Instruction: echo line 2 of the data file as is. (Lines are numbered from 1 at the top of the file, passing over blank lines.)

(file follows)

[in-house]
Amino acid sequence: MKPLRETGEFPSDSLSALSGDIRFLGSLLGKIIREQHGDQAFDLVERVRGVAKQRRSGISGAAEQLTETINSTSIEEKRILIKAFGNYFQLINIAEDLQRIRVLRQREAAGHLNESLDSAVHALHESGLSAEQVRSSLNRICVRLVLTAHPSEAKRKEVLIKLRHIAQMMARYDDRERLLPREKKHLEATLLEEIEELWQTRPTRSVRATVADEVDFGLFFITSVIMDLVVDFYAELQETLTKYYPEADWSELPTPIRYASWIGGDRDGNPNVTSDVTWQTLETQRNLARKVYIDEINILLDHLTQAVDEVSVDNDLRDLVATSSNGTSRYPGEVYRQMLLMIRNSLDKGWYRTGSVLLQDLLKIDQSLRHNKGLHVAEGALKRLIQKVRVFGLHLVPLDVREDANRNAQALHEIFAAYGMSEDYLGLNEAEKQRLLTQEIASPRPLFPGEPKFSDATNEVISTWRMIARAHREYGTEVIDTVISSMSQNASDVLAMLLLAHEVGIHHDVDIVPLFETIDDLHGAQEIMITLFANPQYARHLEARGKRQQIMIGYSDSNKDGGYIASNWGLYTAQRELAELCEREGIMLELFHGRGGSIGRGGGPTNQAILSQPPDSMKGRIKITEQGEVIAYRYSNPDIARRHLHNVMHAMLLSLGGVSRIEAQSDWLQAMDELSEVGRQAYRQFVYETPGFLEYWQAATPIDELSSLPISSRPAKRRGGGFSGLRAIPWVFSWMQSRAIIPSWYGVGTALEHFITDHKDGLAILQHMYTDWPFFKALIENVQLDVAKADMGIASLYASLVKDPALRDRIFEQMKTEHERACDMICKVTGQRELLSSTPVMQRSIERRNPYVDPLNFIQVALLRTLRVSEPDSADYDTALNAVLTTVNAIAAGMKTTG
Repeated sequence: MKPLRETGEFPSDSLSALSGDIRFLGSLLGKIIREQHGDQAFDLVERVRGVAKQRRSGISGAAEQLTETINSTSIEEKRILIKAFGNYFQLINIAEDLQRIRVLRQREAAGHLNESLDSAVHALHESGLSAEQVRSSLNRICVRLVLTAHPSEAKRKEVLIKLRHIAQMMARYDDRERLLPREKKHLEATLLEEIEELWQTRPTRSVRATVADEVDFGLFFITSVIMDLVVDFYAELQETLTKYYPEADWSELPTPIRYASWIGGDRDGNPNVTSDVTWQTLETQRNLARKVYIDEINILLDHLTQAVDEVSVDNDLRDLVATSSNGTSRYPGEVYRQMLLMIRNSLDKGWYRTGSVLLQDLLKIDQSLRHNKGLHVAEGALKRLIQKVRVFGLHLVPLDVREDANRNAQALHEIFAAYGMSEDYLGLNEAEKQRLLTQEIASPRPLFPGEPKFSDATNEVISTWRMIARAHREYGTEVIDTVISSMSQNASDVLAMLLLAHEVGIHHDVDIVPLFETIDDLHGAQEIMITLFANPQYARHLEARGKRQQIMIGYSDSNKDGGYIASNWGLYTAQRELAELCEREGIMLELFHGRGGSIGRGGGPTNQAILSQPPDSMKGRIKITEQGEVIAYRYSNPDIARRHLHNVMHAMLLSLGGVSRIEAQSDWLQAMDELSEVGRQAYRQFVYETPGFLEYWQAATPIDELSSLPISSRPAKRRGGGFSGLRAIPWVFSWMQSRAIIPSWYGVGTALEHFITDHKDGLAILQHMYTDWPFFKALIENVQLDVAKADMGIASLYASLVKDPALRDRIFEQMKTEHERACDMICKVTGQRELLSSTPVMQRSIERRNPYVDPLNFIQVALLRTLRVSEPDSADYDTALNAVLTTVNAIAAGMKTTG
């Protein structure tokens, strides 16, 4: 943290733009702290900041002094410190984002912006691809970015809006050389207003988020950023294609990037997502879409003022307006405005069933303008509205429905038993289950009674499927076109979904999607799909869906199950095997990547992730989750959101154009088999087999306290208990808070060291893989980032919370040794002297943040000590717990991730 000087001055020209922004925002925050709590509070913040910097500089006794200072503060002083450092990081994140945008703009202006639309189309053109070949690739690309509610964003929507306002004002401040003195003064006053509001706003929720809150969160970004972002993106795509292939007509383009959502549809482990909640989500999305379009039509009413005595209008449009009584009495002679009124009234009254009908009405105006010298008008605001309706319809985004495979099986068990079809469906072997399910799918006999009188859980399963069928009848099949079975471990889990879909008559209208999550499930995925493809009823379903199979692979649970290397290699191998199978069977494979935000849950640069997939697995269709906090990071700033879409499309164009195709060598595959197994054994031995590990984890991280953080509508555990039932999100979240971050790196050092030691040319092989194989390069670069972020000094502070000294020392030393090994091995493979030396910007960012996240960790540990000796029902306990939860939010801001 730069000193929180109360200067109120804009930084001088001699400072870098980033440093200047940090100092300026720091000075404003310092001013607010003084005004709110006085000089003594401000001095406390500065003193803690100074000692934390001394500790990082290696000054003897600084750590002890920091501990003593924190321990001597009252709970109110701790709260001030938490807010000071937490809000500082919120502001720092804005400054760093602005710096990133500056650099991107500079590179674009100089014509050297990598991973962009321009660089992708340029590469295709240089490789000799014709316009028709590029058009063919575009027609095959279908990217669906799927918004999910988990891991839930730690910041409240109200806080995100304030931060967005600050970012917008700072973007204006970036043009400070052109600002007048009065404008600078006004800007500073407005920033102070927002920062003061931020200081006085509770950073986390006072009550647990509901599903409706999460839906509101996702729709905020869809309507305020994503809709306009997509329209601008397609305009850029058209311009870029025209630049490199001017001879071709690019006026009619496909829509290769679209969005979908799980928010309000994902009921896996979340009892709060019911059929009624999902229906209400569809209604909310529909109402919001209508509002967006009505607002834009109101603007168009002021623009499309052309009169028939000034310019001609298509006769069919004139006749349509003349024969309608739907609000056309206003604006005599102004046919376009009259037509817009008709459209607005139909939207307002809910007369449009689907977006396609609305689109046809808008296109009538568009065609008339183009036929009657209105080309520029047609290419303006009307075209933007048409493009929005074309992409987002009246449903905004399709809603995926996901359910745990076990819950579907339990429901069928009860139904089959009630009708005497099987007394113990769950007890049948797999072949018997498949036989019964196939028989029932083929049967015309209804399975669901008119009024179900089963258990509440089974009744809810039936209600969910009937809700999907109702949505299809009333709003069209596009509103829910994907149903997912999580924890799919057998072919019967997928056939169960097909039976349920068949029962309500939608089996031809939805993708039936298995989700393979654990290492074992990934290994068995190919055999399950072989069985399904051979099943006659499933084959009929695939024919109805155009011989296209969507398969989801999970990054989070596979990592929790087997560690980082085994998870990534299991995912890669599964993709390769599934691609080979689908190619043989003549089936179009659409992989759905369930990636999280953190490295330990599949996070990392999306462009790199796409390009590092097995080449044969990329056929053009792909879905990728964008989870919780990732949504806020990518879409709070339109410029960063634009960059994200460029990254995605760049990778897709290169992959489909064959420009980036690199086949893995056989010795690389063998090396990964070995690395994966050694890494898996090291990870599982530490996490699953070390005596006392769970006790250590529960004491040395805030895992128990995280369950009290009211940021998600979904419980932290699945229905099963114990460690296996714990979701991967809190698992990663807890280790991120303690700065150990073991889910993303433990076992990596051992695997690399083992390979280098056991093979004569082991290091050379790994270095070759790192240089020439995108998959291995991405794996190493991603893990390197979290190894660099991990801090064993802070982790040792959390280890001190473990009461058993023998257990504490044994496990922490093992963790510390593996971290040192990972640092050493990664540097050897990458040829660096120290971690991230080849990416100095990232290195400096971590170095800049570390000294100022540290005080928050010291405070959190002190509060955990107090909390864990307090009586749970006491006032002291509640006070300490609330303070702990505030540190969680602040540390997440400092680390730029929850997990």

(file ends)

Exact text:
Amino acid sequence: MKPLRETGEFPSDSLSALSGDIRFLGSLLGKIIREQHGDQAFDLVERVRGVAKQRRSGISGAAEQLTETINSTSIEEKRILIKAFGNYFQLINIAEDLQRIRVLRQREAAGHLNESLDSAVHALHESGLSAEQVRSSLNRICVRLVLTAHPSEAKRKEVLIKLRHIAQMMARYDDRERLLPREKKHLEATLLEEIEELWQTRPTRSVRATVADEVDFGLFFITSVIMDLVVDFYAELQETLTKYYPEADWSELPTPIRYASWIGGDRDGNPNVTSDVTWQTLETQRNLARKVYIDEINILLDHLTQAVDEVSVDNDLRDLVATSSNGTSRYPGEVYRQMLLMIRNSLDKGWYRTGSVLLQDLLKIDQSLRHNKGLHVAEGALKRLIQKVRVFGLHLVPLDVREDANRNAQALHEIFAAYGMSEDYLGLNEAEKQRLLTQEIASPRPLFPGEPKFSDATNEVISTWRMIARAHREYGTEVIDTVISSMSQNASDVLAMLLLAHEVGIHHDVDIVPLFETIDDLHGAQEIMITLFANPQYARHLEARGKRQQIMIGYSDSNKDGGYIASNWGLYTAQRELAELCEREGIMLELFHGRGGSIGRGGGPTNQAILSQPPDSMKGRIKITEQGEVIAYRYSNPDIARRHLHNVMHAMLLSLGGVSRIEAQSDWLQAMDELSEVGRQAYRQFVYETPGFLEYWQAATPIDELSSLPISSRPAKRRGGGFSGLRAIPWVFSWMQSRAIIPSWYGVGTALEHFITDHKDGLAILQHMYTDWPFFKALIENVQLDVAKADMGIASLYASLVKDPALRDRIFEQMKTEHERACDMICKVTGQRELLSSTPVMQRSIERRNPYVDPLNFIQVALLRTLRVSEPDSADYDTALNAVLTTVNAIAAGMKTTG